Is the DOJ hiding something by not prosecuting Black Panther case?

Over at Commentary, Jennifer Rubin has a very thorough update on the New Black Panther Party voter-intimidation case that the Justice Department refused to prosecute. Given the clear video evidence involved, it's been thoroughly baffling why people standing at polling place with weapons would not be prosecuted.

Rubin reports that the U.S. Commission on Civil Rights is pushing ahead on its investigation of the dismissal by the Obama Justice Department:

On January 15, the commission will meet and is expected to vote to schedule a February hearing in which it can begin to gather evidence and attempt to unearth what occurred behind the shuttered doors of the Obama Justice Department. At a hearing, one can expect witness testimony about the underlying incident, which took place on Election Day 2008 in Philadelphia; there will also be evidence presented concerning the intervention of Obama political appointees — at least to the extent that the Obama DOJ has complied with the written discovery requests.

Justice Department officials may eventually be deposed. I am at a total loss for why this case has been handled the way it has by the Justice Department. I'd think prosecuting it is not only the right thing to do, but that it may help the White House politically. The stonewalling here is incredible. It looks like either the Justice Department is incredibly obtuse or they're hiding something much more damaging.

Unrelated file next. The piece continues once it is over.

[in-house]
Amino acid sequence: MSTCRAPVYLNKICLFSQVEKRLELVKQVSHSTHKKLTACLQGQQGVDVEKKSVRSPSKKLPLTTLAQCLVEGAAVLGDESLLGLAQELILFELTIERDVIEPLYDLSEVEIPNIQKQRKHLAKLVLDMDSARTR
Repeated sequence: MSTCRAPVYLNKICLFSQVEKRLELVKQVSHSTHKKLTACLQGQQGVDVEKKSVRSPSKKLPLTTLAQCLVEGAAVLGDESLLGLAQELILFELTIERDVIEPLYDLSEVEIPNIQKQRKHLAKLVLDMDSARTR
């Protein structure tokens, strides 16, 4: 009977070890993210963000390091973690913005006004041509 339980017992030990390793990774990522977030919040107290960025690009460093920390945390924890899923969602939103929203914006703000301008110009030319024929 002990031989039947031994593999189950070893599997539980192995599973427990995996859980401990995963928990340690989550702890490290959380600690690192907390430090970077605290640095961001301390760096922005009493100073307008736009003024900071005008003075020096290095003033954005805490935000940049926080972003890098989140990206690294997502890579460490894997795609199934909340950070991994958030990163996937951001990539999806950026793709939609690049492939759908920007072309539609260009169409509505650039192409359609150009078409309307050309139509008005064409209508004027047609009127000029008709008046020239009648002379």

Beltway ConfidentialUS

If you find our journalism valuable and relevant, please consider joining our Examiner membership program.
Find out more at www.sfexaminer.com/join/

Just Posted

Second grader Genesis Ulloa leads students in an after-school community hub in a game at the Mission YMCA on Friday, May 7, 2021. (Kevin N. Hume/S.F. Examiner)
SF parents face school year with hope, trepidation and concern

‘Honestly, I don’t know how I’m going to deal with it’

Health care workers in the intensive care unit at Providence Saint John’s Health Center in Santa Monica, with Alejandro Balderas, a 44-year-old patient who later died. Even in California, a state with a coronavirus vaccination rate well above average, the number of people hospitalized with COVID-19 has nearly doubled in the past two weeks, according to a New York Times database. (Isadora Kosofsky/The New York Times)
Why COVID took off in California, again

‘The good news is: The vaccines are working’

Lake Oroville stood at 33 percent full and 40 percent of historical average when this photograph was taken on Tuesday, June 29, 2021. (Brian van der Brug / Los Angeles Times via Tribune News Service)
A kayaker on the water at Lake Oroville, which stands at 33 percent full and 40 percent of historical average when this photograph was taken on Tuesday, June 29, 2021 in Oroville, Calif. (Brian van der Brug / Los Angeles Times via Tribune News Service)
Facing ‘dire water shortages,’ California bans Delta pumping

By Rachel Becker CalMatters In an aggressive move to address “immediate and… Continue reading

Most Read